This week, Rwandan President Paul Kagame sat down for a joint France 24 interview with the European Union’s development commissioner to discuss some of his country’s efforts to eradicate poverty.
But soon, the conversation – which took place on the margins of the European Commission’s European Development Days forum – became heated. Faced with tough questions from an independent journalist, Kagame’s discomfort was obvious. When pressed on the European Union’s 2018 report of “serious civil and political rights violations” in Rwanda, his tone turned outright hostile.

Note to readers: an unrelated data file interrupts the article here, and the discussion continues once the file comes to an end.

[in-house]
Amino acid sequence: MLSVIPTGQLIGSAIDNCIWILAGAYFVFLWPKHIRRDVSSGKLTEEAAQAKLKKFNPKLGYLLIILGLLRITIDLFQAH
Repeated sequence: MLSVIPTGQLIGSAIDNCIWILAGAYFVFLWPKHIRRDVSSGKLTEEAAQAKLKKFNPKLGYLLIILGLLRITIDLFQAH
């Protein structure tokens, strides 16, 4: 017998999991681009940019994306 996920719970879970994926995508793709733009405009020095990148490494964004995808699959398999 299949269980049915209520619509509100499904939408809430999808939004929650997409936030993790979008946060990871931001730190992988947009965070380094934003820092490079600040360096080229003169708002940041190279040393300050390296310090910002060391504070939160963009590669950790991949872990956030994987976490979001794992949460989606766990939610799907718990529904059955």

Kagame dismissed the report as “ridiculous,” and brushed aside questions about critics being killed, physically attacked, jailed, silenced, or forced into exile in the lead up to the 2017 presidential election. Our own research suggests summary executions, enforced disappearances, unlawful arrest and detention, and torture remain all too common in Rwanda. At one point, he accused those raising concerns about human rights violations of suffering from a “superiority complex.”
See full story here.